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Archipelagic Sea Lanes Passage Designation: The Indonesian Experience

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Chapter Summary

This chapter describes Indonesia's experience in designating its archipelagic sea lane (ASL) passages, how other archipelagic States may learn from the process, and the latest developments that may necessitate a review of those existing ASL passages. The 1982 United Nations Convention on the Law of the Sea (UNCLOS) has been regarded as a constitution of the sea that strikes a balance between the interests of coastal States and the international community. Part of this delicate balance is the recognition that the waters among the islands of archipelagic States that previously were international waters now fall within the sovereignty of the archipelagic State with a balance that the relevant archipelagic State shall guarantee freedom of navigation through its archipelagic waters. Indonesia, being the largest archipelagic State in the world, has designated major archipelagic sea lanes passages which were all encapsulated in the Government Regulation No. 37/2002.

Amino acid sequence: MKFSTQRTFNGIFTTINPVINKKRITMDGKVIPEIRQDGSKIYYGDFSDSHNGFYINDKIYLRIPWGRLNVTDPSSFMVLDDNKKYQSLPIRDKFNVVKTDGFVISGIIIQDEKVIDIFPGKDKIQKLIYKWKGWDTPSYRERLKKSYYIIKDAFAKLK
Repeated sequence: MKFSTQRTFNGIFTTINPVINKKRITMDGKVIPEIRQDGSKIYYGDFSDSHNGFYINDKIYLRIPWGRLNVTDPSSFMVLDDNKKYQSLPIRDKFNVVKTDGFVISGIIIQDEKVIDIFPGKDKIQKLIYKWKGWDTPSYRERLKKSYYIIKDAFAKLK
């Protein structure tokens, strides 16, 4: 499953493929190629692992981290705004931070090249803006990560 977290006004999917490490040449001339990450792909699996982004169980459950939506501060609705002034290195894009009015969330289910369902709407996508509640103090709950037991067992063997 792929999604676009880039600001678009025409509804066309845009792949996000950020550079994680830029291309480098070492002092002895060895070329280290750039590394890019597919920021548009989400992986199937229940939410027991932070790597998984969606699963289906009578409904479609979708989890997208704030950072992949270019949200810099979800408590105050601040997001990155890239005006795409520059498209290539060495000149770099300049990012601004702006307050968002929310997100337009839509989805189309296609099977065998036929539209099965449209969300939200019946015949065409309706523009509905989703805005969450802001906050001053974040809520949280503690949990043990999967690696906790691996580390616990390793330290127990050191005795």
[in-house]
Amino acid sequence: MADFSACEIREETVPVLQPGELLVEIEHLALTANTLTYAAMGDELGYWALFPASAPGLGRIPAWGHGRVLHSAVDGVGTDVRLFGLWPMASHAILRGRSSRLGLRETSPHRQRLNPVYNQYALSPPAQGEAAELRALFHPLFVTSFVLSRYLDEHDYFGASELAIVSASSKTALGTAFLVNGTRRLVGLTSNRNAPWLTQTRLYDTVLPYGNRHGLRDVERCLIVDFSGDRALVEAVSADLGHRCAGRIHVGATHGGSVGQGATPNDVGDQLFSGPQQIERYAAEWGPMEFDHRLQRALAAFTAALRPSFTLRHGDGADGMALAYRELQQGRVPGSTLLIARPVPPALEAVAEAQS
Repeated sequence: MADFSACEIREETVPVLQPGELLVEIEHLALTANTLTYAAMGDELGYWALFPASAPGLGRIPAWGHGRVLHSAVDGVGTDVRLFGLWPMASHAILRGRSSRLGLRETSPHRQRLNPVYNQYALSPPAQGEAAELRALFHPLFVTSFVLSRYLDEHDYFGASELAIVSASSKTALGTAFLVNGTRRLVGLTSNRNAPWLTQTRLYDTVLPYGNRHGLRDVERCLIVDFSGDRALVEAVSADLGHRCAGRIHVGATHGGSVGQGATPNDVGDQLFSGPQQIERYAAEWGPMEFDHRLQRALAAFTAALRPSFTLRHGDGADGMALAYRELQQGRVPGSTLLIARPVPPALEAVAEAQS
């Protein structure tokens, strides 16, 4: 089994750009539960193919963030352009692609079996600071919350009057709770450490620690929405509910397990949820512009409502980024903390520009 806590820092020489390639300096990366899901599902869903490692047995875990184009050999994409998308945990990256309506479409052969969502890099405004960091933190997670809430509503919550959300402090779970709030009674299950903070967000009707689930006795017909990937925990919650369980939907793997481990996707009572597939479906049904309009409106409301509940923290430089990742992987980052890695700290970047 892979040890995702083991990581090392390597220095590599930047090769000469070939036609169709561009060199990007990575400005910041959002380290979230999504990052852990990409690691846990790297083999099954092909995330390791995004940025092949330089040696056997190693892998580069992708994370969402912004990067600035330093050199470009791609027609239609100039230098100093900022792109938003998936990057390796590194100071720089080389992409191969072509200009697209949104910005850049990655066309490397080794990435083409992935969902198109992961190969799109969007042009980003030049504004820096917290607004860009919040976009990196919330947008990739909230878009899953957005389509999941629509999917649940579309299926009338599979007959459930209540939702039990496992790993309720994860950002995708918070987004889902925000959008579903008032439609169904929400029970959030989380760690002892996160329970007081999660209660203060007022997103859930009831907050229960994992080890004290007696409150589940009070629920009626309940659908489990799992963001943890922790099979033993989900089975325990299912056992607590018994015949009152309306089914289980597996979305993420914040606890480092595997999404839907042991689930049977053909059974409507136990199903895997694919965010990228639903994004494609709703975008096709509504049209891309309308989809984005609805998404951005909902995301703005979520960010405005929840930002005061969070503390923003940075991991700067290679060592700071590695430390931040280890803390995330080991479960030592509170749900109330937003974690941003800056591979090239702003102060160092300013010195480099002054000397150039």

Keywords: archipelagic sea lane (ASL) passages; archipelagic waters; coastal States; freedom of navigation; Indonesia's experience; international community; UNCLOS



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